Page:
A tip for success growing Caladium is to plant the bare tubers anywhere you like, from a traditional shady spot in the landscape to sunlit container, allowing them to adapt to their summer location as their leaves develop. They can tolerate being a bit drier in deep shade, but Caladium planted in full sun need constant moisture. They have to be lifted and stored in the fall, if you garden above Zones 10-11. Also, do not plant your Caladium too early in the cool spring soil, or they may rot.
Cannas must be applauded, while we are covering big-leaved plants. These bold perennials grow in blazing heat with theatrical upright leaves ranging from two to ten feet tall and ever-blooming flowers from pastel pink, white, and bright yellow, to rich apricot, hot orange, and blood-red. Again, rich soil, consistent moisture, and sunlight are preferred by Cannas, with the exception of the white variegated-leaved ‘Stuttgart’, which grows best in part shade.
A favorite flower of summer brides, the calla lily (Zantedeschia spp.) is not a true lily but a member of the Araceae. Grow solid green-leaved callas in moist sites in the garden, in containers filled with water-retaining potting mix, or sunk directly into a water garden. Variegated-leaved varieties prefer somewhat drier locations.
Rain lilies (Zephyranthes) are late-summer delights. Native to the arid Southwest, from Texas to Colombia, these low starry flowers burst into bloom almost overnight after a good soaking rain. Rain lilies will easily colonize an area when planted in full sun and well-drained soils.
A similar event occurs with the red spider lily (Lycoris radiata), aka the surprise lily or more aptly named hurricane lily. A globe-shaped cluster of shiny red blooms emerges on a bare stalk after a hard rain around the first of September, which coincides with the peak of hurricane season. After flowering, its broad, deep green leaves emerge to grace your garden through the entire winter. This bulb wants well-drained soil and lots of sunlight.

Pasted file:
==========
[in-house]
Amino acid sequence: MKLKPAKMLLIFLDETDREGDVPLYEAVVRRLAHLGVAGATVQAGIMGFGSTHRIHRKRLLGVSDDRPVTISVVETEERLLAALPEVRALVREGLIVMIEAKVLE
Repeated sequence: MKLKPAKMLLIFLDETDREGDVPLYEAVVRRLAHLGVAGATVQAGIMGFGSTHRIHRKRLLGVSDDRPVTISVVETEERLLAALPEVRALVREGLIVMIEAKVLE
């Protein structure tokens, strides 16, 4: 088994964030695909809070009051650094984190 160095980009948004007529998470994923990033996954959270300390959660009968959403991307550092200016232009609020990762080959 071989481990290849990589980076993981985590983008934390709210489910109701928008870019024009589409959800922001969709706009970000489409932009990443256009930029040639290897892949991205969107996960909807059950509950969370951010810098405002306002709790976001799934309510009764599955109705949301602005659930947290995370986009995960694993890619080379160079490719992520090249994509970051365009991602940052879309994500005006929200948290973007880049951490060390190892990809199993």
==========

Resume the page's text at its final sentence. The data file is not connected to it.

Depicted in ancient art, stylized in woven tapestries, and still gracing our homes and altars, lilies (Lilium spp.) are beloved for their recognizable, open, six-petaled flowers and intensely sweet fragrance. True cultivated lilies are grouped by type, Asiatics, orientals, martagons and trumpets among others, which can be extremely confusing to distinguish. (A good reference can be found at The North American Lily Society website.) Lilies are long-lived perennials that prefer to grow in full sun to part shade, again in extremely well-drained soils with adequate moisture.
A lily planting secret that was shared with me by Becky Heath of Brent and Becky’s Bulbs, is to plant lily bulbs on their sides. Due to their open, layered bulbs (reminiscent of a blooming onion at your favorite steak house), lilies may trap water in-between their layers in the wintertime, which can cause rot. This unusual side-planting method does not harm the way lilies grow and works well in both garden beds and containers.
This article offers just a quick sampling of the many marvelous summer bulbs available. To learn more about the wide variety of summer bulbs that may be perfect for your garden, check out the Brent and Becky’s Bulbs website. Tony Avent’s Plant Delights Nursery in Raleigh, North Carolina is another good source. Or just go local, and visit your favorite local garden center.